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Portsmouth publicans’ fears about potential ‘late-night levy’

 

STRUGGLING community pubs fear they may have to pay thousands of pounds more if a new late-night levy is introduced.

Publicans are calling on Portsmouth City Council not to take up an option offered by the government to charge premises more towards clean-up costs, policing and the effects of excessive drinking late at night.

The levy could be brought-in city-wide with the council setting the time for when the levy would kick in.

The News supports pubs through the Love Your Local campaign which champions local businesses.

Barry Kewell, who runs The Northcote Hotel in Francis Avenue, Southsea, and is chairman of Albert Road Pubwatch, said: ‘We are paying enough already in business rates and council tax and everything else.

‘We don’t really get any trouble in Albert Road. The majority of us in the area are independent traders, not part of big companies which could probably write the money off.

‘It’s another kick in the teeth for publicans. If that late -night levy comes in, a lot of businesses will go back to opening until midnight.’

Under new powers, local authorities could introduce restrictions on the sale of alcohol between midnight and 6am – including off-licences and other premises which sell alcohol. But police say no action will be taken without full consultation with licensed premises, the council and other local agencies.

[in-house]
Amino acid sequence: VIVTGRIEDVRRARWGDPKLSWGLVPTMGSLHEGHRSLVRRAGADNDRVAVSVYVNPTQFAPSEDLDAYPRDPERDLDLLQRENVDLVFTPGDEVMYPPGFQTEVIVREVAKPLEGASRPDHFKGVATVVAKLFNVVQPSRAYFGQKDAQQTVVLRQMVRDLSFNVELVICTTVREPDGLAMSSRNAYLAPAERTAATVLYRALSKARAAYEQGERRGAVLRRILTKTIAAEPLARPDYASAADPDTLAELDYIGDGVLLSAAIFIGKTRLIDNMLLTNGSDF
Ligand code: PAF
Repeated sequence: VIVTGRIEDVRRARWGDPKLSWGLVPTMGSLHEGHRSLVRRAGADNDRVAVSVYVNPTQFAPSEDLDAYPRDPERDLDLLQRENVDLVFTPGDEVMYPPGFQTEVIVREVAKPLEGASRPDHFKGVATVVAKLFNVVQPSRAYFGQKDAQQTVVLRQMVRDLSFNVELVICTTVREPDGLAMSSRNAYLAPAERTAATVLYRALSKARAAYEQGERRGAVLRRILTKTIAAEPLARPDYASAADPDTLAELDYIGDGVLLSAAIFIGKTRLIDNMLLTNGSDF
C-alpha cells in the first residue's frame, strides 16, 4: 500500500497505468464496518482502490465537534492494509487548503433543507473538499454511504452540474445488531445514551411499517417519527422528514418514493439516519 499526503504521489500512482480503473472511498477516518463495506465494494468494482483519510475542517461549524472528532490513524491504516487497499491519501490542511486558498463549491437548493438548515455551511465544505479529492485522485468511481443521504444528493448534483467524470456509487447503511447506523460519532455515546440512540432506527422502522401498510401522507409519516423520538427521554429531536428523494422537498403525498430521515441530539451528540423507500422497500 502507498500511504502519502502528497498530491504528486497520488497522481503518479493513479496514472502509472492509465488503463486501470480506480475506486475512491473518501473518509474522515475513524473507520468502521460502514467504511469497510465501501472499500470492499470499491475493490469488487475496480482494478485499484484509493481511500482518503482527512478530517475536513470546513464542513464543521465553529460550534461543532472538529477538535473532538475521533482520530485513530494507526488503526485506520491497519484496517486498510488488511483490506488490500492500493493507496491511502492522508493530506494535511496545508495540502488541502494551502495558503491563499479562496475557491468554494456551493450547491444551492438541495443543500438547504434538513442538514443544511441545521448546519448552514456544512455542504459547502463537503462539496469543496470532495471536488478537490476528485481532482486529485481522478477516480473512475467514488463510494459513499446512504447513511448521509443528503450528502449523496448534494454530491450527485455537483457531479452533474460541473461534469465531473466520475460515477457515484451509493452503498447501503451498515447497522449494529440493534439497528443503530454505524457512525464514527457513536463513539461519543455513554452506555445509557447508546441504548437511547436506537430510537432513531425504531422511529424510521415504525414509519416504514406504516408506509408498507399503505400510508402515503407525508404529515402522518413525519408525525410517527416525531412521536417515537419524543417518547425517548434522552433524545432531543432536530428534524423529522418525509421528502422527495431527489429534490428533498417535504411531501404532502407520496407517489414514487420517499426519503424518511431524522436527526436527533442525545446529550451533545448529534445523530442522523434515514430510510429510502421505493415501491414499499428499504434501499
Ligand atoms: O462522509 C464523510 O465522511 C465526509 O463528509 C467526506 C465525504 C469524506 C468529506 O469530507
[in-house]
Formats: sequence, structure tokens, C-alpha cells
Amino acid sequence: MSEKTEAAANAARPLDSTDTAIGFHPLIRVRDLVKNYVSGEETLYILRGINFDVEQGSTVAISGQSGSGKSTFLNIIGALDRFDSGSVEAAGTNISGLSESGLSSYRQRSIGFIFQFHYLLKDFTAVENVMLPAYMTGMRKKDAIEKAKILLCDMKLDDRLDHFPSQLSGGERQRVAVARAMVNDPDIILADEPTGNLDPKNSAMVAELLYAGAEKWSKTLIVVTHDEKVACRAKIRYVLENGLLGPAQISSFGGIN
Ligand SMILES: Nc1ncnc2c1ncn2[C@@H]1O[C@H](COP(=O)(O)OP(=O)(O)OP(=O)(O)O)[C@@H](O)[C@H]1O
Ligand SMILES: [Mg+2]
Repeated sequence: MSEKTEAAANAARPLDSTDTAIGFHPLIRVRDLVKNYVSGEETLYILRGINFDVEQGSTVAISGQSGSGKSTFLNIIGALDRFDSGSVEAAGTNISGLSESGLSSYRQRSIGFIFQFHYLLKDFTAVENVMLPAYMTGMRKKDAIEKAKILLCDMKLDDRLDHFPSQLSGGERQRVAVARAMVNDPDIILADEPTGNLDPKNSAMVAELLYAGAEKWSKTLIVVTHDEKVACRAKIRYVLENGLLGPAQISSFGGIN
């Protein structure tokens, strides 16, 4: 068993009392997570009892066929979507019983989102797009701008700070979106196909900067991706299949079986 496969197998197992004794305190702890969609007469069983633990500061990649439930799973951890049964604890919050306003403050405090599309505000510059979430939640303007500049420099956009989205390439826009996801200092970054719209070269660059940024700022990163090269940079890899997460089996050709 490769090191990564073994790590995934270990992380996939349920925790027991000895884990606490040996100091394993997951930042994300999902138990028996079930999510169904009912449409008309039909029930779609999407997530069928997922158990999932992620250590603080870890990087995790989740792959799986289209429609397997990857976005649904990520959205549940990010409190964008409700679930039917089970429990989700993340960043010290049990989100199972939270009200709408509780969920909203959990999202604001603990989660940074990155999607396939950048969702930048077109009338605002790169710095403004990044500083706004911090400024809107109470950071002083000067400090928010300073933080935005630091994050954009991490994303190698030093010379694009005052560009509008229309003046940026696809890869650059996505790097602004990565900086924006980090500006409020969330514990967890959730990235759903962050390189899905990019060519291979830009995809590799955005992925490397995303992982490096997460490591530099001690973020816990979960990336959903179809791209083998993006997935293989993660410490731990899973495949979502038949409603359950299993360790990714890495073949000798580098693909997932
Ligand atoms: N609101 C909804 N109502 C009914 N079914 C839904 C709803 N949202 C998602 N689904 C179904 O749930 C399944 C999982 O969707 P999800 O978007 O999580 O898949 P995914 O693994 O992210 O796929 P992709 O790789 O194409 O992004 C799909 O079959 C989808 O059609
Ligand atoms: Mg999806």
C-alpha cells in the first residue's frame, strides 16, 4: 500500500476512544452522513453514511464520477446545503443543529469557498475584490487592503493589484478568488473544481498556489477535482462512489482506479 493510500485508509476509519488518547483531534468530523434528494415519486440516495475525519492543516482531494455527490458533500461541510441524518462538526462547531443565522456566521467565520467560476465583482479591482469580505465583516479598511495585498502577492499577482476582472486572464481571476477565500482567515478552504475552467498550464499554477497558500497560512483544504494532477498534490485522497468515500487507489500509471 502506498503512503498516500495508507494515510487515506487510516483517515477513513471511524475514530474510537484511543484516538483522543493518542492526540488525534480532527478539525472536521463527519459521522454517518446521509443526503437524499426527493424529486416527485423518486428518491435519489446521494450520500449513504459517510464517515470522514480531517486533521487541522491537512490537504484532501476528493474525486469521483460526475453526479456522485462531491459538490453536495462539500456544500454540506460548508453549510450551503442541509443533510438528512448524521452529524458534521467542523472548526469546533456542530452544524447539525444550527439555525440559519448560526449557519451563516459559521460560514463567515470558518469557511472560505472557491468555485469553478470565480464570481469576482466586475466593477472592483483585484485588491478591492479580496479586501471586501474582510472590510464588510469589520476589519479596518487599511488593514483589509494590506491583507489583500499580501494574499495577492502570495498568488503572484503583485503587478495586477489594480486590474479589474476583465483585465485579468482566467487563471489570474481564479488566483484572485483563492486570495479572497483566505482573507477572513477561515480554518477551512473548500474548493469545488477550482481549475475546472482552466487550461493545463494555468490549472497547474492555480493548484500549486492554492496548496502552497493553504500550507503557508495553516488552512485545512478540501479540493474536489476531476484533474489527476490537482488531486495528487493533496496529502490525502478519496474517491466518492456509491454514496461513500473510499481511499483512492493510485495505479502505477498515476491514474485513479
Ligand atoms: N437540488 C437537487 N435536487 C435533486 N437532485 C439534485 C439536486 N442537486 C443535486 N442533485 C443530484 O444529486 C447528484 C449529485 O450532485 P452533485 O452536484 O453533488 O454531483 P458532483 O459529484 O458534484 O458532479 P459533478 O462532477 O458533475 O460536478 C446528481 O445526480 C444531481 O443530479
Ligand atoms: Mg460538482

Superintendent Paul Brooks, who is commander for Portsmouth and in charge of licensing for Hampshire police, said: ‘We have a good working relationship with the licensees and we work a lot on trust and support. We’re working to consult all businesses.’

He added: ‘It’s thousands of pounds extra. Business is difficult at the moment.

‘To be fair and to be honest we have got to consider that.

‘What we don’t want is to have people going out of business. But what we won’t tolerate is premises being run badly.’

A decision on potential changes is not expected until next year.

San Van, the city’s night-time economy officer, said: ‘We’ve spent about the last 10 years trying to work in partnership with people.

‘If you are trying to improve an area is it really going to improve the perception of that area?’

 

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